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"God and Human Suffering" | October 22, 2016 | Order Info

Romans 1:18–20; Job 12:7–10; Revelation 4:11; Colossians 1:16, 17; Matthew 6:34; Job 10:8–12; Romans 3:1–4

The Australian Tourism Commission tasked the musical duo “Scared Little Weird Guys” to write a jingle to entice tourists to vacation in Australia. The group instead wrote the catchy little ditty “Come to Australia” about the many ways you can die in their native land:

“Red-Back Funnel-Web, Blue-Ringed Octopus, Taipan, Tiger Snake, Adderbox and Jellyfish, Stone Fish and the poison thing that lives in a shell that spikes you when you pick it up. Come to Australia, you might accidentally get killed! Your life’s constantly under threat; Have you been bitten yet? You’ve only got 3 minutes left before a massive coronary breakdown! Big shark, just waiting for you to go swimming at Bondi Beach. Come to Australia, you might accidentally get killed, your blood is bound to be spilled, because you might accidentally get killed!”1

Snake season begins soon in Australia, though it’s still cool in Adelaide. One eastern brown snake (the world’s second-most venomous land snake) recently braved the chilly weather for as long as it took to find a cozy refuge. A woman went to collect her Ugg boots from outside her house and saw a brown tail disappear into a boot. “It saw her and shot into her Ugg boot,” said Snake Catchers Adelaide manager Rolly Burrell. Burrell’s company removes a snake from a shoe about once a year—last year from inside a rubber boot that had been hung upside down on a rack. It’s been such a cold winter and “everything wants to come out,” Burrell says. “They’ll all be pretty hungry at the moment after hibernating. Once we start getting some warm days, it’s going to go off with a bang."2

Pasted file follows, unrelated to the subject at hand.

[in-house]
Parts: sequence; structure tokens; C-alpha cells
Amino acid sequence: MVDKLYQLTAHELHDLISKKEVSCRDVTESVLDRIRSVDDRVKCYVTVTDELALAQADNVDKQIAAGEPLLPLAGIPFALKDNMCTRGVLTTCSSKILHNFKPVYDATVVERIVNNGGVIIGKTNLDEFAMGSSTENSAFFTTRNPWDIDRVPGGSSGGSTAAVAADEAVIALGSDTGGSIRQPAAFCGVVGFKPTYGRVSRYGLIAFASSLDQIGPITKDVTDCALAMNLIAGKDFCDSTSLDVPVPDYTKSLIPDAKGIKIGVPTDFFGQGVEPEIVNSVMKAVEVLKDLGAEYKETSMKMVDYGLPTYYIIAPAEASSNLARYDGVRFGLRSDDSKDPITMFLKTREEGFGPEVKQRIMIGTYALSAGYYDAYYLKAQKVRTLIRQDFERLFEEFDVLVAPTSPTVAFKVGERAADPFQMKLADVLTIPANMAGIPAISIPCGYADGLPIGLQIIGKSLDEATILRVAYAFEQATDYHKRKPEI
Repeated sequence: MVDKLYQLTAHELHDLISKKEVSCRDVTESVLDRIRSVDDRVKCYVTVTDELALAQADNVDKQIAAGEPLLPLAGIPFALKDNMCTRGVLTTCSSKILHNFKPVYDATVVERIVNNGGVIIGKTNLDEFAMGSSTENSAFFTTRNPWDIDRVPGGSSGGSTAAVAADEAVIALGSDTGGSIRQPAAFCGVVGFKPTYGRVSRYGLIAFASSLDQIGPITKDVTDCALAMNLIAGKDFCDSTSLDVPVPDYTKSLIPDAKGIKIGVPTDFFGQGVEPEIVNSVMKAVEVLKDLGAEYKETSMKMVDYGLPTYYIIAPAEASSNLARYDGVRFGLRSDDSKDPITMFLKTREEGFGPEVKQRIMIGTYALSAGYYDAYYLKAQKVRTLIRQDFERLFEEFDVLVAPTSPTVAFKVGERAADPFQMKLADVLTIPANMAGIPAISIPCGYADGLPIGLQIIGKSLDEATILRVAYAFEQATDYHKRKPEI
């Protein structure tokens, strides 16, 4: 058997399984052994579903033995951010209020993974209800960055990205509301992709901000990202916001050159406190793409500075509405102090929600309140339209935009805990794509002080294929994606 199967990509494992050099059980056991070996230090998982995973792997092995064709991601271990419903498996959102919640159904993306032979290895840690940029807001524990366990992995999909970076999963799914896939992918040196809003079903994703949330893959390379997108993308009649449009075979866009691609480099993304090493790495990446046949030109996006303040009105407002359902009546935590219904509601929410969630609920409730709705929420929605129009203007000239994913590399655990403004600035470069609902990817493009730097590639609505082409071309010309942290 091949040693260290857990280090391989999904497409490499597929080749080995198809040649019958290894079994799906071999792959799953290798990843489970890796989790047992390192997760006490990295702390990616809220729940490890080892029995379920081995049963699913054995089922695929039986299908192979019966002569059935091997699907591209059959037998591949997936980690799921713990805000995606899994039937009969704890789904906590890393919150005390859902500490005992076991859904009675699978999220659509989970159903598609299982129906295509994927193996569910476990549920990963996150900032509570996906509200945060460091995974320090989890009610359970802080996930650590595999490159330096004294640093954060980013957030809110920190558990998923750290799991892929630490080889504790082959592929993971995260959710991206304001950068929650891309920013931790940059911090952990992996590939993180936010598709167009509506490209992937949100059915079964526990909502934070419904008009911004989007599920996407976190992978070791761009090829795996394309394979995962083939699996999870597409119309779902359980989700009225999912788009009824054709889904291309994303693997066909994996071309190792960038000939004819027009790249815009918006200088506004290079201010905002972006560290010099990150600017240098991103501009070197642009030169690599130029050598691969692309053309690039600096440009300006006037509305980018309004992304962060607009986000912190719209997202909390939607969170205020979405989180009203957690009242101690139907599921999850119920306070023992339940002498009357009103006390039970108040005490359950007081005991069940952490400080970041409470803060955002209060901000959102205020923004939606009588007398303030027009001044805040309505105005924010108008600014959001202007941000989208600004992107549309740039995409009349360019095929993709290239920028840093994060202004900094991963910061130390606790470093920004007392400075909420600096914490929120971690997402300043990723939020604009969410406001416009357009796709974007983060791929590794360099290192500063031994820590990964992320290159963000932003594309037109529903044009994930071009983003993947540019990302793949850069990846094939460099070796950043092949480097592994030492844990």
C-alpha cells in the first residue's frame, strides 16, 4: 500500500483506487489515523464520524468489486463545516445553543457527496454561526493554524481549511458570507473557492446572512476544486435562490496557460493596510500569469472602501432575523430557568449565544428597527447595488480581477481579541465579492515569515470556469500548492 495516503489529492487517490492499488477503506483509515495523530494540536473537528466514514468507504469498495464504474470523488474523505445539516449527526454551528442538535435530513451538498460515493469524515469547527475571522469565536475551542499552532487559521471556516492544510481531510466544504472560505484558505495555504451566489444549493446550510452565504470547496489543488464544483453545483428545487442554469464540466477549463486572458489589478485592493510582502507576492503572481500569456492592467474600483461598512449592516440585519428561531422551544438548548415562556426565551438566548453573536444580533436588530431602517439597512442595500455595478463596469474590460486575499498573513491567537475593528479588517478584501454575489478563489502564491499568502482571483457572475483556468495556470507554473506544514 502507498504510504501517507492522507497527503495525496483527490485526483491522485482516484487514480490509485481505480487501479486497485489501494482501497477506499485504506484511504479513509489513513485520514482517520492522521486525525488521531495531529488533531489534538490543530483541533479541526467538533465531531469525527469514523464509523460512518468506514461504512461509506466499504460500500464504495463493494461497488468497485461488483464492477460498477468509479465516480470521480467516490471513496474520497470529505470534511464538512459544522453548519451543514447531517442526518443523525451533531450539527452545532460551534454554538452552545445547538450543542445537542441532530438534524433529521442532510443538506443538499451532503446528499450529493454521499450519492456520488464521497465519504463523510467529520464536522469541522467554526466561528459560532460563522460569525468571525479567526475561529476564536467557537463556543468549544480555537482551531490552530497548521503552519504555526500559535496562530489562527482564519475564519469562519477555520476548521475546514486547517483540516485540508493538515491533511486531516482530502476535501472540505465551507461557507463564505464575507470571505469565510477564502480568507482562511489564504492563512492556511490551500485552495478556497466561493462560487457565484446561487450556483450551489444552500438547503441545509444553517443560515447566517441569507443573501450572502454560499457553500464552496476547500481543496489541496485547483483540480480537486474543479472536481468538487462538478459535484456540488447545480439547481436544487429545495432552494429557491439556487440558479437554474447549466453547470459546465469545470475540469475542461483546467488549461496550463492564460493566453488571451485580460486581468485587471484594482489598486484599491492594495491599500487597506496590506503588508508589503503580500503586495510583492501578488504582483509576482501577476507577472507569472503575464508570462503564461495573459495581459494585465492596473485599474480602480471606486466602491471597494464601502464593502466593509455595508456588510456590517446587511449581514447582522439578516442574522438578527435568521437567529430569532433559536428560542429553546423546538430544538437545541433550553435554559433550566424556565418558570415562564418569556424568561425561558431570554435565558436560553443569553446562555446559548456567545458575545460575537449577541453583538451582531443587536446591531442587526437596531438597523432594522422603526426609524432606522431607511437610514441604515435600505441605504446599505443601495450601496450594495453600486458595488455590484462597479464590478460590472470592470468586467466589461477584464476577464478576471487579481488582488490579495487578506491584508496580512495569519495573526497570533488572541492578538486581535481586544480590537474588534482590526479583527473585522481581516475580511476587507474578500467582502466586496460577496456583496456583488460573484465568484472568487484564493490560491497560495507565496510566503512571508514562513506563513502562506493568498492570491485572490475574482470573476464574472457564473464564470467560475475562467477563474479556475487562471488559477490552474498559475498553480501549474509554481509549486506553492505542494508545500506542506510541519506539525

The entrance of sin into the world not only infected human hearts, it infested the natural world with some pretty nasty elements. This week’s lesson considers God’s role and relationship to human suffering. If God created a perfect world, where did eastern brown snakes, disease, and heartache come from? If God loves us, why do humans suffer from the effects of sin? When Job says, “Your hands shaped me and made me. Will you now destroy me?” (Job 10:8) he utters the question that many of us have wondered at times. Thursday’s lesson addresses the concept of theodicy: What does God’s goodness mean in the face of evil in the world?

In the meantime, this world is a paradox—a beautiful land such as Australia holds some of the deadliest creatures on the planet. Our personal worlds can exhibit the same paradox—those who experience the beautiful love of God can also suffer from the deadliest effects of evil. And with Job, we too sometimes ask, “Where are you, God, in all of this?” But then we remember with hope what Thursday lesson reminds us: “...when it is all over we will be able to see the goodness and justice and love and fairness of God in all His dealings with humanity, with Satan, and with sin.”

~ cb

1. elyrics.net
2. abc.net.au/news


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